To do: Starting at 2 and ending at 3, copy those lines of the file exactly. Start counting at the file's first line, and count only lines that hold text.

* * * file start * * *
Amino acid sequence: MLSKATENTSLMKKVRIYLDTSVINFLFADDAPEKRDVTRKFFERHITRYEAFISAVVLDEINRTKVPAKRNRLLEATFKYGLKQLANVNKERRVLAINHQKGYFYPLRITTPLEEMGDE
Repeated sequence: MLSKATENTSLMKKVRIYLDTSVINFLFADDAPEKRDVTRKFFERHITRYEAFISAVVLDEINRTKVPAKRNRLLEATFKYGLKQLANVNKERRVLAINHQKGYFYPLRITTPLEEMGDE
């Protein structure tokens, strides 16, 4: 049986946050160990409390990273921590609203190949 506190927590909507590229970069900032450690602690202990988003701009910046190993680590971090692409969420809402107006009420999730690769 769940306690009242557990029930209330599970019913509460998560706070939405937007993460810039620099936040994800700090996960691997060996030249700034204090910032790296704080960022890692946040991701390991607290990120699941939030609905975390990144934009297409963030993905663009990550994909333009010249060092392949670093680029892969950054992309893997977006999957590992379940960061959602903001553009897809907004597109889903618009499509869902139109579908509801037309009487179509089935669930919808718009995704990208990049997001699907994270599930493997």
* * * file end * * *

Repeated sequence: MLSKATENTSLMKKVRIYLDTSVINFLFADDAPEKRDVTRKFFERHITRYEAFISAVVLDEINRTKVPAKRNRLLEATFKYGLKQLANVNKERRVLAINHQKGYFYPLRITTPLEEMGDE
């Protein structure tokens, strides 16, 4: 049986946050160990409390990273921590609203190949 506190927590909507590229970069900032450690602690202990988003701009910046190993680590971090692409969420809402107006009420999730690769 769940306690009242557990029930209330599970019913509460998560706070939405937007993460810039620099936040994800700090996960691997060996030249700034204090910032790296704080960022890692946040991701390991607290990120699941939030609905975390990144934009297409963030993905663009990550994909333009010249060092392949670093680029892969950054992309893997977006999957590992379940960061959602903001553009897809907004597109889903618009499509869902139109579908509801037309009487179509089935669930919808718009995704990208990049997001699907994270599930493997």